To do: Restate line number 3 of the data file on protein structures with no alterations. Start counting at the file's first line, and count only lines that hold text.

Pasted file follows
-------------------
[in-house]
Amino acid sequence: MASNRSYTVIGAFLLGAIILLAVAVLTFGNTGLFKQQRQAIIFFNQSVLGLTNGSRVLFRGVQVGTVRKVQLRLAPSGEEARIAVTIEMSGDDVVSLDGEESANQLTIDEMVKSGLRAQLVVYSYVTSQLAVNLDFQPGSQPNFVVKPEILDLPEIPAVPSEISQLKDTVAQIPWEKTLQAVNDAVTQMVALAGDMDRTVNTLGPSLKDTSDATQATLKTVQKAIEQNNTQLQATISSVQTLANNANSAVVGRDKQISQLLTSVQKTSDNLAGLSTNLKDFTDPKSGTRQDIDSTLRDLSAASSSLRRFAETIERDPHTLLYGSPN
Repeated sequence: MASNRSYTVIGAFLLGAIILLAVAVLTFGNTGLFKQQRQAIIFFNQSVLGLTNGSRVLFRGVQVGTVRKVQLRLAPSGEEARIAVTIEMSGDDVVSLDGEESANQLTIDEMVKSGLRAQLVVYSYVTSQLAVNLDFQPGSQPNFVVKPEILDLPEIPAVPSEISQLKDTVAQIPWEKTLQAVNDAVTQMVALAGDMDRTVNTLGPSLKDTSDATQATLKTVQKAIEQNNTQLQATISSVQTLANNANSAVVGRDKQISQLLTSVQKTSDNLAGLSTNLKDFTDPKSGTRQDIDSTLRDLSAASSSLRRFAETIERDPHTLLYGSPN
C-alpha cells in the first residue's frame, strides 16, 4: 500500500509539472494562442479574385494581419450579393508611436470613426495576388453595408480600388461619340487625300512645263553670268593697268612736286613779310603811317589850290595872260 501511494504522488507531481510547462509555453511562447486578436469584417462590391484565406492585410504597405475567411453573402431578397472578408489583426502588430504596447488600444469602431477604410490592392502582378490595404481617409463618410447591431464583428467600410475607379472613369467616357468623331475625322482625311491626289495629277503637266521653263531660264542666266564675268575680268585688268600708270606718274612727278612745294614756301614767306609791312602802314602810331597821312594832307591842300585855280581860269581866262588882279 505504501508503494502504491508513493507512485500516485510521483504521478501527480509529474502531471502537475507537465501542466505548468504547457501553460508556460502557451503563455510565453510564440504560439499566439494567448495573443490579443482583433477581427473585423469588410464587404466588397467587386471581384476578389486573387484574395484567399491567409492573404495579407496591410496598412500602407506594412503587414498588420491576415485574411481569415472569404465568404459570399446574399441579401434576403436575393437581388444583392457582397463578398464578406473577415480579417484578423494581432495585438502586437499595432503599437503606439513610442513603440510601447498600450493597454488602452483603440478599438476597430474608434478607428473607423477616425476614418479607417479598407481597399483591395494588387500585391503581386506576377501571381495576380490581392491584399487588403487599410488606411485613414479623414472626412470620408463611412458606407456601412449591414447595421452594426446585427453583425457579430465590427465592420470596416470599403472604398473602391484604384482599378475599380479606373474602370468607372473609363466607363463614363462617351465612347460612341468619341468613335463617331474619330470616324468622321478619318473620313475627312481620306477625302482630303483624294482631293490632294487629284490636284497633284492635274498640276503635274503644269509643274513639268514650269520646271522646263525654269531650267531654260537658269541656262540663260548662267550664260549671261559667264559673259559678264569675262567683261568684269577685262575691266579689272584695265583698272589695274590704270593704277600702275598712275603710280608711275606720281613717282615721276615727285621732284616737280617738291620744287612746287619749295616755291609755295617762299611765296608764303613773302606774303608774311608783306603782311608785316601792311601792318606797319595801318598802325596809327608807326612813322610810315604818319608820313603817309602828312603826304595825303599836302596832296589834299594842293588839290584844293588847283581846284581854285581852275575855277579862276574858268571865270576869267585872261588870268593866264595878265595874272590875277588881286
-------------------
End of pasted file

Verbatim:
Repeated sequence: MASNRSYTVIGAFLLGAIILLAVAVLTFGNTGLFKQQRQAIIFFNQSVLGLTNGSRVLFRGVQVGTVRKVQLRLAPSGEEARIAVTIEMSGDDVVSLDGEESANQLTIDEMVKSGLRAQLVVYSYVTSQLAVNLDFQPGSQPNFVVKPEILDLPEIPAVPSEISQLKDTVAQIPWEKTLQAVNDAVTQMVALAGDMDRTVNTLGPSLKDTSDATQATLKTVQKAIEQNNTQLQATISSVQTLANNANSAVVGRDKQISQLLTSVQKTSDNLAGLSTNLKDFTDPKSGTRQDIDSTLRDLSAASSSLRRFAETIERDPHTLLYGSPN